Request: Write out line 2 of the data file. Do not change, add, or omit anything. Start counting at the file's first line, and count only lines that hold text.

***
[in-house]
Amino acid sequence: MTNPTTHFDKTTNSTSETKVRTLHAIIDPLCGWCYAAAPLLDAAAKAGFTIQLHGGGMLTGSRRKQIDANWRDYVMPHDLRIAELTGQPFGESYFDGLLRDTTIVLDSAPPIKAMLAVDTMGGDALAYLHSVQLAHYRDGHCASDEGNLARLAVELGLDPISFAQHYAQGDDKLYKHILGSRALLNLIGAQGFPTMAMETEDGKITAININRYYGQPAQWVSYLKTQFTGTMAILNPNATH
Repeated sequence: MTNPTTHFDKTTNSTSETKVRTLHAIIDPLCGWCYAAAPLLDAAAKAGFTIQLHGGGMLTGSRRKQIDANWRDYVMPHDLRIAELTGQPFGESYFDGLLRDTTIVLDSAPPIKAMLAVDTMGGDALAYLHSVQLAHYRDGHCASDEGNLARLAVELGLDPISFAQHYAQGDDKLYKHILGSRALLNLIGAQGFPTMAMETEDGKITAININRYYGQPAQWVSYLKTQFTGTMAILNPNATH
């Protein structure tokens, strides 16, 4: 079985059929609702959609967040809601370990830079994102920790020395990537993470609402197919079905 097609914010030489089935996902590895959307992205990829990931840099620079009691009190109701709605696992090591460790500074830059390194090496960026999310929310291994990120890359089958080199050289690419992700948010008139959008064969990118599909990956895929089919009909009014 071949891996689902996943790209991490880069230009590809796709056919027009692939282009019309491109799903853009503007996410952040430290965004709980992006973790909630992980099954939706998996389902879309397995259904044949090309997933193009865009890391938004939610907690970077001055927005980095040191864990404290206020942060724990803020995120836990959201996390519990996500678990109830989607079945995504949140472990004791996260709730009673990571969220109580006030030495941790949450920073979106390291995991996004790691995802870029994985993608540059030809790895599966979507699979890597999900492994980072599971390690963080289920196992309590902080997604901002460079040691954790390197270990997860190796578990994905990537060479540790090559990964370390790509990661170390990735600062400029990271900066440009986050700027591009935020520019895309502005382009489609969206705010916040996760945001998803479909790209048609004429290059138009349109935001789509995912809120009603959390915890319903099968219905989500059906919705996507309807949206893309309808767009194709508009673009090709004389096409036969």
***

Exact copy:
Amino acid sequence: MTNPTTHFDKTTNSTSETKVRTLHAIIDPLCGWCYAAAPLLDAAAKAGFTIQLHGGGMLTGSRRKQIDANWRDYVMPHDLRIAELTGQPFGESYFDGLLRDTTIVLDSAPPIKAMLAVDTMGGDALAYLHSVQLAHYRDGHCASDEGNLARLAVELGLDPISFAQHYAQGDDKLYKHILGSRALLNLIGAQGFPTMAMETEDGKITAININRYYGQPAQWVSYLKTQFTGTMAILNPNATH